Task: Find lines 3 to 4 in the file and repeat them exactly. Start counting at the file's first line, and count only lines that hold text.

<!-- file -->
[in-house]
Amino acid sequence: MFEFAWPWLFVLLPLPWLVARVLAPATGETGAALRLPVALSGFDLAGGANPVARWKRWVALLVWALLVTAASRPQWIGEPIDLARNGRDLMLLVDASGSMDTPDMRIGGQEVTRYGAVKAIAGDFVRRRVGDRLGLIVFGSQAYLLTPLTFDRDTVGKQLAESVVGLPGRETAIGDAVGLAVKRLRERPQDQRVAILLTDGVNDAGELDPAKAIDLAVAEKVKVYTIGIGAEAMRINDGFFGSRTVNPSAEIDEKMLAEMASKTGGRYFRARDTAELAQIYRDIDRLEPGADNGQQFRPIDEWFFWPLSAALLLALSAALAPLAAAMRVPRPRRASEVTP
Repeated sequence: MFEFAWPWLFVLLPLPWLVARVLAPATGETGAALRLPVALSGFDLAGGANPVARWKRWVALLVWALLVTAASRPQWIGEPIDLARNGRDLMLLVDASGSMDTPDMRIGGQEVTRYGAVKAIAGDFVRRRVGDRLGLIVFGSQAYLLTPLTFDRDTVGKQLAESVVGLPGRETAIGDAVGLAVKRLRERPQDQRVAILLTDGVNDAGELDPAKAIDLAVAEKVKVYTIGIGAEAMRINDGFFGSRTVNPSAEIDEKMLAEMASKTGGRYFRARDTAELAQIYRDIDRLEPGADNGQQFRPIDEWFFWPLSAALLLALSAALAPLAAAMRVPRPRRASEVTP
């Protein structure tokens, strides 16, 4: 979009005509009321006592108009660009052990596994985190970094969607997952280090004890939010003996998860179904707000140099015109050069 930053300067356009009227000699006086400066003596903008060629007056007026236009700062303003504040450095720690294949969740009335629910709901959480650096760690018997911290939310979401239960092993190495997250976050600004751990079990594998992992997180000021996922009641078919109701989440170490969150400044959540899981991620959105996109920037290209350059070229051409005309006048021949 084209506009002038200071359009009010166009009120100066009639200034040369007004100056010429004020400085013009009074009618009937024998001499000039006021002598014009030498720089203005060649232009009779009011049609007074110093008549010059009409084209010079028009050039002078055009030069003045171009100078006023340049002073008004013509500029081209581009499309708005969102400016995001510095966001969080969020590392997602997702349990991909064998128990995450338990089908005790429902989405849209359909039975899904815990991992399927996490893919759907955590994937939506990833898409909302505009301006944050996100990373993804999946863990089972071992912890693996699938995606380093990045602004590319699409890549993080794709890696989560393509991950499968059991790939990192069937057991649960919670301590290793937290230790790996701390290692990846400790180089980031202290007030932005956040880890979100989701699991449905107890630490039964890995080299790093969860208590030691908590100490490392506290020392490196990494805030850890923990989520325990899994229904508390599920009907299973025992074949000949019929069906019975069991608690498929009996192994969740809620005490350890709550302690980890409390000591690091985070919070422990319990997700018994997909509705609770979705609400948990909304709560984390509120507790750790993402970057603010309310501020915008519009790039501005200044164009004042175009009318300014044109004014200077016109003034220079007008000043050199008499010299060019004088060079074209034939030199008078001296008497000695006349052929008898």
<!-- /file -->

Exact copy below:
Repeated sequence: MFEFAWPWLFVLLPLPWLVARVLAPATGETGAALRLPVALSGFDLAGGANPVARWKRWVALLVWALLVTAASRPQWIGEPIDLARNGRDLMLLVDASGSMDTPDMRIGGQEVTRYGAVKAIAGDFVRRRVGDRLGLIVFGSQAYLLTPLTFDRDTVGKQLAESVVGLPGRETAIGDAVGLAVKRLRERPQDQRVAILLTDGVNDAGELDPAKAIDLAVAEKVKVYTIGIGAEAMRINDGFFGSRTVNPSAEIDEKMLAEMASKTGGRYFRARDTAELAQIYRDIDRLEPGADNGQQFRPIDEWFFWPLSAALLLALSAALAPLAAAMRVPRPRRASEVTP
């Protein structure tokens, strides 16, 4: 979009005509009321006592108009660009052990596994985190970094969607997952280090004890939010003996998860179904707000140099015109050069 930053300067356009009227000699006086400066003596903008060629007056007026236009700062303003504040450095720690294949969740009335629910709901959480650096760690018997911290939310979401239960092993190495997250976050600004751990079990594998992992997180000021996922009641078919109701989440170490969150400044959540899981991620959105996109920037290209350059070229051409005309006048021949 084209506009002038200071359009009010166009009120100066009639200034040369007004100056010429004020400085013009009074009618009937024998001499000039006021002598014009030498720089203005060649232009009779009011049609007074110093008549010059009409084209010079028009050039002078055009030069003045171009100078006023340049002073008004013509500029081209581009499309708005969102400016995001510095966001969080969020590392997602997702349990991909064998128990995450338990089908005790429902989405849209359909039975899904815990991992399927996490893919759907955590994937939506990833898409909302505009301006944050996100990373993804999946863990089972071992912890693996699938995606380093990045602004590319699409890549993080794709890696989560393509991950499968059991790939990192069937057991649960919670301590290793937290230790790996701390290692990846400790180089980031202290007030932005956040880890979100989701699991449905107890630490039964890995080299790093969860208590030691908590100490490392506290020392490196990494805030850890923990989520325990899994229904508390599920009907299973025992074949000949019929069906019975069991608690498929009996192994969740809620005490350890709550302690980890409390000591690091985070919070422990319990997700018994997909509705609770979705609400948990909304709560984390509120507790750790993402970057603010309310501020915008519009790039501005200044164009004042175009009318300014044109004014200077016109003034220079007008000043050199008499010299060019004088060079074209034939030199008078001296008497000695006349052929008898």